Taking A Closer Look At The Indian Bond ETF

New funds in emerging markets are launching all the time, but it’s worth looking under the bonnet

Reviewed by: Emma Smith
Edited by: Emma Smith

The allure of high returns matched with the prospect of volatility and a hefty dose of risk continue to draw steely-nerved investors to emerging markets.

Record low interest rates in developed countries are spurring investors to seek higher returns from increasingly exotic assets, with exchange traded funds (ETFs) serving as a low-cost, liquid and transparent vehicle for access.

Since the UK bank rate was anchored at 0.5 percent in 2009, investors have poured cash into emerging markets. ETFs providing exposure to these regions saw the second largest inflows of an equity asset class in October, at $5.2 billion, according to ETFGI.

More ETFs providing focused, targeted exposure to asset classes within emerging markets are launching, but come with a set of risks and are not for the faint-hearted. Among the latest is the world’s first Indian bond ETF, the ZyFin India Sovereign Enterprise Bond UCITS ETF, which launched in November on the London Stock Exchange.

Shaun Port, chief investment officer of wealth manager Nutmeg, said: “For us as asset allocators, it’s great to see new asset classes becoming available in ETF format.”

More Yield Means More Risk

With regards to the new Indian bond ETF, launched by Indian macro-analytics firm ZyFin and British company Sun Global Investments, Port said the ETF “certainly has appealing risk/reward characteristics,” given the yield premium over other AAA-rated debt.

While the yield is attractive, Nutmeg’s Port also likes the security of state ownership, as the ETF tracks a basket of Indian public sector corporate bonds.

Sanjay Sachdev, executive chairman at ZyFin, said in a statement when the fund launched: “We are excited to taking the pioneering step of offering India’s first physically backed fixed income ETF and providing an opportunity for global investors to access India in a transparent and cost-effective manner.”

However, there is always a higher element of risk with new funds tapping niche asset classes, with no performance history from which to draw. Port notes that as this product is the first of its kind, there is some uncertainty over how well it will perform.

“The product also tracks an index owned by the issuer, with only six constituents – meaning it is highly concentrated,” Port warned.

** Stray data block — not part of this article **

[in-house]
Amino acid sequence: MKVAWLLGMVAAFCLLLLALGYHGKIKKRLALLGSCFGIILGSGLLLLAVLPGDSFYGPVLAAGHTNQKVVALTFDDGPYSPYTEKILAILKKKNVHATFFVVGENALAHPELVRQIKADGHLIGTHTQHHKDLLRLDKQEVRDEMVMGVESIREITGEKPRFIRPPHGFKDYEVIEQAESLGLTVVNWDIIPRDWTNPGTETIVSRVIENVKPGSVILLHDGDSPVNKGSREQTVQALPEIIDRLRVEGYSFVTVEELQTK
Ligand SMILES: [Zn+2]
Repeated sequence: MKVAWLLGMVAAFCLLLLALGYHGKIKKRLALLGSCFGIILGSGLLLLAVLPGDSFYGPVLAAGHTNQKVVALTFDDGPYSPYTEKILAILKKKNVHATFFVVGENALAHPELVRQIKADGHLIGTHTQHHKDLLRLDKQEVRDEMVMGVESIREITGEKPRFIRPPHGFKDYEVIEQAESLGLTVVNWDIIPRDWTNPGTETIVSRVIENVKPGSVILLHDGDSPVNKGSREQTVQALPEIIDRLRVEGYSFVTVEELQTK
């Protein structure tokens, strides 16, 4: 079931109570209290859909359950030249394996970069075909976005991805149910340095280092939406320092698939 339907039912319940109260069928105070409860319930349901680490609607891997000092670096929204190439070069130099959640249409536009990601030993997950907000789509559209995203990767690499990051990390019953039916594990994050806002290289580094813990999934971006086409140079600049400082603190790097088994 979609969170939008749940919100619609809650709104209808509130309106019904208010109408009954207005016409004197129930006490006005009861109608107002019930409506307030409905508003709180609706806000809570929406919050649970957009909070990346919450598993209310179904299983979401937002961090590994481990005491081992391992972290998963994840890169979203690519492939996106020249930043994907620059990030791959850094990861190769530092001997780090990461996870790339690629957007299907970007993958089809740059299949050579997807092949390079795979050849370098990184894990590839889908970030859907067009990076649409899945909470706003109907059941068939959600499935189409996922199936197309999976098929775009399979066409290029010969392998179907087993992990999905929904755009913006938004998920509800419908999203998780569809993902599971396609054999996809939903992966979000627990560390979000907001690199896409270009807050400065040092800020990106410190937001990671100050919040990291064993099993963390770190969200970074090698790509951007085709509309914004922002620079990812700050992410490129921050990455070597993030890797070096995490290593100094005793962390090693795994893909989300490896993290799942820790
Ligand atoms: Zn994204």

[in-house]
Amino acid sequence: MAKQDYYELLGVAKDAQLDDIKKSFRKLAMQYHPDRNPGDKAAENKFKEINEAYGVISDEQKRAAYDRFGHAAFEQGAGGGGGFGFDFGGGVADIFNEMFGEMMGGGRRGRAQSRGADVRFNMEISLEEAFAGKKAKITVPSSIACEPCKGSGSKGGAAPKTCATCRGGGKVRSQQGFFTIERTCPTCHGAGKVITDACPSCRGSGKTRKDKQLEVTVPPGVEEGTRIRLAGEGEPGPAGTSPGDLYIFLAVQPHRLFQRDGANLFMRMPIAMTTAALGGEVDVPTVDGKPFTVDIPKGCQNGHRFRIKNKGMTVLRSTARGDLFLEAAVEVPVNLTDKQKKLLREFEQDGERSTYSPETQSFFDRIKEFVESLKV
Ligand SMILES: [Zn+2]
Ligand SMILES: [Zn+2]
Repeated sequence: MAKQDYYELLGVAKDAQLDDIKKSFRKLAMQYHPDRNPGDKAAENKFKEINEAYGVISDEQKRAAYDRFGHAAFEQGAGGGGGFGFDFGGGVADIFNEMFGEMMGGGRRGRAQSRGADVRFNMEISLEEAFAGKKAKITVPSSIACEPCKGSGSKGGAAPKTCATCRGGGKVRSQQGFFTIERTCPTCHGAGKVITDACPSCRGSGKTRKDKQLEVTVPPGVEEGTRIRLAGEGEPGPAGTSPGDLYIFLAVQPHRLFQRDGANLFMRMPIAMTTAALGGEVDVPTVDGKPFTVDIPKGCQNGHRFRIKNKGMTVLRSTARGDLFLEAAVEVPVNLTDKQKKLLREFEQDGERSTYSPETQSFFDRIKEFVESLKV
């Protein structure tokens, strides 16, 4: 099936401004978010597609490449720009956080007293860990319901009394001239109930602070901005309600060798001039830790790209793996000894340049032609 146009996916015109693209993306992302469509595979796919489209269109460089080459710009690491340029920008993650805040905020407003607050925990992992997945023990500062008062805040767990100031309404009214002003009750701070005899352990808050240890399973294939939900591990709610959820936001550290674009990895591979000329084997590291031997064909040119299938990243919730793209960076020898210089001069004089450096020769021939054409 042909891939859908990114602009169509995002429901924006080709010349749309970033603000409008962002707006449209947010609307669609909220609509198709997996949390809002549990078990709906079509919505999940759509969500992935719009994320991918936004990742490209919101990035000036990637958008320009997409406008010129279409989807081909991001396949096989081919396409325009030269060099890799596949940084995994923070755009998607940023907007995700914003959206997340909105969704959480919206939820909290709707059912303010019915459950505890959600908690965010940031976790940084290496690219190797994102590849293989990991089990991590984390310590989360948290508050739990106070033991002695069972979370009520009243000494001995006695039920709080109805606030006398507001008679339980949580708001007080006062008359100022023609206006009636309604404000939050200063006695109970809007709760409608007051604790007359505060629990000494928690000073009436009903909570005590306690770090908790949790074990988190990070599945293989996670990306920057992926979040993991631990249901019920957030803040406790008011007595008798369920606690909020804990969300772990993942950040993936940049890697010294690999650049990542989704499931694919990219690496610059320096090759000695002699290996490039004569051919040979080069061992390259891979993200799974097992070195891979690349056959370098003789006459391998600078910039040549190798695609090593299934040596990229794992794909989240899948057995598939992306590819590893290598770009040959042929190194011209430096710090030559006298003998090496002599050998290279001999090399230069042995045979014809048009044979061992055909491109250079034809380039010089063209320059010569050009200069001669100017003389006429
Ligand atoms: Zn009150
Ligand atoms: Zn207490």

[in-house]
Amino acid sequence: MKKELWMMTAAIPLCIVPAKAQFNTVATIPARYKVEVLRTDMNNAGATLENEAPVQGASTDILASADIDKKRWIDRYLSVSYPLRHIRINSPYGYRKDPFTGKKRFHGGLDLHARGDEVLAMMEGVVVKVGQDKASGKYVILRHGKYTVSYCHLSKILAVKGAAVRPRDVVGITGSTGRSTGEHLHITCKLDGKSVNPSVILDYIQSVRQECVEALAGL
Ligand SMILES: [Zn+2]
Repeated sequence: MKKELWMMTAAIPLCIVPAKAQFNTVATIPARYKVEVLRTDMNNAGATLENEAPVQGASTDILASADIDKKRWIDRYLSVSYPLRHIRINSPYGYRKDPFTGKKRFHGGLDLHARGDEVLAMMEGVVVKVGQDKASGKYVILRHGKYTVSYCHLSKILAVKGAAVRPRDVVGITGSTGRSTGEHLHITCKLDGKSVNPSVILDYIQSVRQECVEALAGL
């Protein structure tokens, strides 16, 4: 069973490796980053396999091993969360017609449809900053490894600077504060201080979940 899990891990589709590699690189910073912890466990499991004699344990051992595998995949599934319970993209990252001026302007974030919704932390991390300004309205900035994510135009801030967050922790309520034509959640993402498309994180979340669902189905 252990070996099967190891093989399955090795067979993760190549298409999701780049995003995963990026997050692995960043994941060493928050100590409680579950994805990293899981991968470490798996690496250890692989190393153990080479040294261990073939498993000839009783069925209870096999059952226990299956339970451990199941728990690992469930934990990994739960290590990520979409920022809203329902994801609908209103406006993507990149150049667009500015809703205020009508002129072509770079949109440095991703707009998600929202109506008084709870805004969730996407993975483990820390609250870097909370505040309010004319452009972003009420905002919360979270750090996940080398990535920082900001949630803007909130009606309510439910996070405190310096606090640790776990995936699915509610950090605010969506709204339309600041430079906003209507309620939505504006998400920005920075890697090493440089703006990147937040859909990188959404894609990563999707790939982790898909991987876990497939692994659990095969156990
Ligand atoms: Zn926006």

Investors might also be wary of other risk factors, such as currency. At present, the new fund offers no hedged share classes. With the base currency of the ETF in dollars, UK investors are taking rupee/US dollar risk as well as US dollar/sterling risk.


No Successful Precedent Flags Risks

Adam Laird, passive investment manager at Hargreaves Lansdown, warned that liquidity could prove to be problematic. He points to the fact that another asset manager UTI attempted to launch an Indian bond fund last year, but this was delayed due to Indian government debt quotas being almost totally utilised.

The postponed launch flags the regulatory risks surrounding government quotas and limits potentially affecting this asset class.

“This is obviously a very niche market, a very specialist area, so it is going to be difficult to trade…it’s going to probably be very illiquid,” said Laird.

In spite of the risks, experienced investors could find the allure of an untapped market in a globally growing and important country very attractive.

India accounts for around one sixth of the global local currency emerging market debt index, Laird pointed out. The country has also been cutting interest rates – four times this year –which tends to raise bond value. Indian 10-year government bonds also yield about 7.7 percent, compared with the UK 10-year gilt yielding 1.9 percent.

The inherent risks are high, but the rewards could be plentiful, for investors seeking to tap the growth story of India and other key countries within the region.